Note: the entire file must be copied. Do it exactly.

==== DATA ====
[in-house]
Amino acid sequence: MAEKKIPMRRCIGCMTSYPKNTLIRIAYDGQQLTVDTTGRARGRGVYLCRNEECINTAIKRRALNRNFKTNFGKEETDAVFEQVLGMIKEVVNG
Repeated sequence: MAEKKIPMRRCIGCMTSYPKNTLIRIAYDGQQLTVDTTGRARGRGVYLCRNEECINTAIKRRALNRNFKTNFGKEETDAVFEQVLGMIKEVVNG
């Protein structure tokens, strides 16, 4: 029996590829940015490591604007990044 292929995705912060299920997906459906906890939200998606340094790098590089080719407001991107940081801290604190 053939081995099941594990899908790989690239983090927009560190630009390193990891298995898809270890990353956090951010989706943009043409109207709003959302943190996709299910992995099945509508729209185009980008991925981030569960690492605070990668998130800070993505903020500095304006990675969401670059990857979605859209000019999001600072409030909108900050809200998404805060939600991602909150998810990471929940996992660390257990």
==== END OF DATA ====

[in-house]
Amino acid sequence: MAEKKIPMRRCIGCMTSYPKNTLIRIAYDGQQLTVDTTGRARGRGVYLCRNEECINTAIKRRALNRNFKTNFGKEETDAVFEQVLGMIKEVVNG
Repeated sequence: MAEKKIPMRRCIGCMTSYPKNTLIRIAYDGQQLTVDTTGRARGRGVYLCRNEECINTAIKRRALNRNFKTNFGKEETDAVFEQVLGMIKEVVNG
């Protein structure tokens, strides 16, 4: 029996590829940015490591604007990044 292929995705912060299920997906459906906890939200998606340094790098590089080719407001991107940081801290604190 053939081995099941594990899908790989690239983090927009560190630009390193990891298995898809270890990353956090951010989706943009043409109207709003959302943190996709299910992995099945509508729209185009980008991925981030569960690492605070990668998130800070993505903020500095304006990675969401670059990857979605859209000019999001600072409030909108900050809200998404805060939600991602909150998810990471929940996992660390257990």